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A History of Mortgage Rates

Read Time: 3 Minutes February 21, 2022

Mortgage rates are constantly changing. The average 30-year fixed rate in January 2022 was 3.45%. Today’s average 30-year fixed rate is still well below the 20-year average of 4.9%. Rates also currently remain well below the rate in April 1971 when Freddie Mac first began tracking the 30-year fixed mortgage rates.

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Inflation and Mortgage Rates

In 1971, the average mortgage rate was 7.31% - a rate that may seem relatively high compared to today’s rates. However, in 1974 the average annual rate of inflation began rising around that time before culminating at 9.5% in 1981. Lenders increased rates to keep up with rising inflation resulting in mortgage rate volatility. Corresponding hikes in the federal funds rate to combat inflation pushed the 30-year mortgage rate to an all-time high of 18.63% in October 1981.

Efforts in the early 1980s to control inflation did pay off and by October 1982 inflation fell back to normal historic levels. Subsequently, home mortgage rates remained in the single digits before ultimately dropping to 3.31% for a week in 2012. By 2018, the average mortgage rate was 4.85% and many economists expected it to rise above 5.5%. However, in 2020 rates plummeted in response to the coronavirus pandemic. By July 2020, the 30-year fixed rate dropped below 3% for the first time ever and it kept falling before hitting a new all-time 30-year fixed mortgage low of 2.65% in January 2021.

The New Deal and Fannie Mae

According to the National Bureau of Economic Research, mortgage rate history goes back about a hundred years. Prior to the 1930s, commercial banks and life insurance companies often issued short-term balloon mortgages with terms as short as three years. These loans were typically refinanced numerous times but were rarely paid off. With the onset of The Great Depression, home prices plummeted and there were a tremendous number of foreclosures. The “New Deal” included the creation of the Homeowners Loan Corporation (HOLC). In addition to making homes more affordable, its purpose was to refinance balloon loans into long-term, fully amortized loans with terms up to 25 years. In 1938, Fannie Mae was established with the aim of expanding credit availability and reforming lending standards. It wasn’t until after World War II, that rates began to rise.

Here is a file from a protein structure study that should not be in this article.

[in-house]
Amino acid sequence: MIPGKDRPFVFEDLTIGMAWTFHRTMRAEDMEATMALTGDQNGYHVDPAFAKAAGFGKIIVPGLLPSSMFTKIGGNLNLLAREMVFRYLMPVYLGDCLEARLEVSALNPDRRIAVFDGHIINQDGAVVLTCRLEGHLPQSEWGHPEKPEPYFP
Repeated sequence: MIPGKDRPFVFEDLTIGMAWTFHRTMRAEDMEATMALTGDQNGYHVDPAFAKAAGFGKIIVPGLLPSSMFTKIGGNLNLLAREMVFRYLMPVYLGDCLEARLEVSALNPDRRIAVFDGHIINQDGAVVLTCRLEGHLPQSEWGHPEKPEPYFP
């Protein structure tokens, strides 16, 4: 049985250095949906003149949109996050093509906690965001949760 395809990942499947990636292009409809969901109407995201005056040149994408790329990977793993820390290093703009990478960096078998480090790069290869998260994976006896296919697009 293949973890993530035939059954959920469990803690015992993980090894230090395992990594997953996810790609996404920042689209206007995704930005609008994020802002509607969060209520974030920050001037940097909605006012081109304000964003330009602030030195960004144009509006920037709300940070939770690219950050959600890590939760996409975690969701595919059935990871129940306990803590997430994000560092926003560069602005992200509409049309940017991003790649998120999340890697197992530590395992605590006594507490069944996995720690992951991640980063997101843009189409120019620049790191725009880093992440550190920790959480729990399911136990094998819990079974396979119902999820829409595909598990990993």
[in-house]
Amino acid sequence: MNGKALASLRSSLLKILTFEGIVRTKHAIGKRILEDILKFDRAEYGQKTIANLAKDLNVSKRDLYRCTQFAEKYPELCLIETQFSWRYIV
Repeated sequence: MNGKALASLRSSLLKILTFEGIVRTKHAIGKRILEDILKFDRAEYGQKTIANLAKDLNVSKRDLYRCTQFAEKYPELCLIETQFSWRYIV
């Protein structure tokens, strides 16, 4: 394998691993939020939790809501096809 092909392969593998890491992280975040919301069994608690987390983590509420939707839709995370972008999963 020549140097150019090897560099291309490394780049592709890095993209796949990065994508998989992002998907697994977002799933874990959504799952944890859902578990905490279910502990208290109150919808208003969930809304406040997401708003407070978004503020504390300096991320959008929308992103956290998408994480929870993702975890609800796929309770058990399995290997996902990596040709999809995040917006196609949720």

Mortgage Savings

To help understand the financial impact that mortgage rates have, the monthly payment for a $100,000 mortgage in 1981 was $1558.58. Compare that to the monthly payment of $423 for a $100,000 mortgage at a recent rate of 3.02%. That’s a difference of over $1000 per month and $13,000 per year for the same loan amount. It’s easy to understand why rates are an important factor when applying for a mortgage or refinancing. When mortgage rates are lower, buying a home can be more affordable. A lower payment may also allow for the purchase of a more expensive home. Additionally, when mortgage rates are lower, refinancing often becomes a prudent option because it replaces your current loan with a new loan at a lower rate.

Are Home Mortgage Rates Rising?

Trying to predict future mortgage rates is no easy task. As we have seen, there are decades where the 30-year fixed rate remains relatively stable, and other decades where it has increased each year. Mortgage rates did recently hit a one-year high, so many homeowners are locking in today’s current rate to potentially save thousands of dollars each year in the future.

Learn more in our other educational series.

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